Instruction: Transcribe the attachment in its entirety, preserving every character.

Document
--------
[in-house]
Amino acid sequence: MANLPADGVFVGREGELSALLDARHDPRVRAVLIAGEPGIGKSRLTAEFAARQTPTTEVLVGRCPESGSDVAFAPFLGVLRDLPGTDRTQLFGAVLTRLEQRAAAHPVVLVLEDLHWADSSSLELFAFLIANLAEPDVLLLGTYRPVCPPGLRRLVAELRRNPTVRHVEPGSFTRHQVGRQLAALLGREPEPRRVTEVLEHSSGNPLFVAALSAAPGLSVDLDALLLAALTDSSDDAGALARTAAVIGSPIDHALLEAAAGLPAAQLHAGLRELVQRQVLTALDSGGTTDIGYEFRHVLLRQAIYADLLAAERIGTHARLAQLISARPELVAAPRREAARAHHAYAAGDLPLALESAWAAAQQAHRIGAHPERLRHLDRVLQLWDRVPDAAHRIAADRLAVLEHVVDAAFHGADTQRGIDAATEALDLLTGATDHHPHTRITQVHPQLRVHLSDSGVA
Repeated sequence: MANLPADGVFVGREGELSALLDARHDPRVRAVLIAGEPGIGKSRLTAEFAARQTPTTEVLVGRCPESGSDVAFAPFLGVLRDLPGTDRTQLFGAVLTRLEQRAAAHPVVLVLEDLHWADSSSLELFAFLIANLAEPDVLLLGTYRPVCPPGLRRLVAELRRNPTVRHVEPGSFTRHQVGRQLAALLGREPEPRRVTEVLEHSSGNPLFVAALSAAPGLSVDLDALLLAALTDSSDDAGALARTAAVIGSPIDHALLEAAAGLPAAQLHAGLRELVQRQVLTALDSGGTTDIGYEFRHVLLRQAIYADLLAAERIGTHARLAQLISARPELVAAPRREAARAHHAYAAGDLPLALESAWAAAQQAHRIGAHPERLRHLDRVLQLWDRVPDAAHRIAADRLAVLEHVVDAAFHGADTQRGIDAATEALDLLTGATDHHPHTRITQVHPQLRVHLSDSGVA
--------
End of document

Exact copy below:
[in-house]
Amino acid sequence: MANLPADGVFVGREGELSALLDARHDPRVRAVLIAGEPGIGKSRLTAEFAARQTPTTEVLVGRCPESGSDVAFAPFLGVLRDLPGTDRTQLFGAVLTRLEQRAAAHPVVLVLEDLHWADSSSLELFAFLIANLAEPDVLLLGTYRPVCPPGLRRLVAELRRNPTVRHVEPGSFTRHQVGRQLAALLGREPEPRRVTEVLEHSSGNPLFVAALSAAPGLSVDLDALLLAALTDSSDDAGALARTAAVIGSPIDHALLEAAAGLPAAQLHAGLRELVQRQVLTALDSGGTTDIGYEFRHVLLRQAIYADLLAAERIGTHARLAQLISARPELVAAPRREAARAHHAYAAGDLPLALESAWAAAQQAHRIGAHPERLRHLDRVLQLWDRVPDAAHRIAADRLAVLEHVVDAAFHGADTQRGIDAATEALDLLTGATDHHPHTRITQVHPQLRVHLSDSGVA
Repeated sequence: MANLPADGVFVGREGELSALLDARHDPRVRAVLIAGEPGIGKSRLTAEFAARQTPTTEVLVGRCPESGSDVAFAPFLGVLRDLPGTDRTQLFGAVLTRLEQRAAAHPVVLVLEDLHWADSSSLELFAFLIANLAEPDVLLLGTYRPVCPPGLRRLVAELRRNPTVRHVEPGSFTRHQVGRQLAALLGREPEPRRVTEVLEHSSGNPLFVAALSAAPGLSVDLDALLLAALTDSSDDAGALARTAAVIGSPIDHALLEAAAGLPAAQLHAGLRELVQRQVLTALDSGGTTDIGYEFRHVLLRQAIYADLLAAERIGTHARLAQLISARPELVAAPRREAARAHHAYAAGDLPLALESAWAAAQQAHRIGAHPERLRHLDRVLQLWDRVPDAAHRIAADRLAVLEHVVDAAFHGADTQRGIDAATEALDLLTGATDHHPHTRITQVHPQLRVHLSDSGVA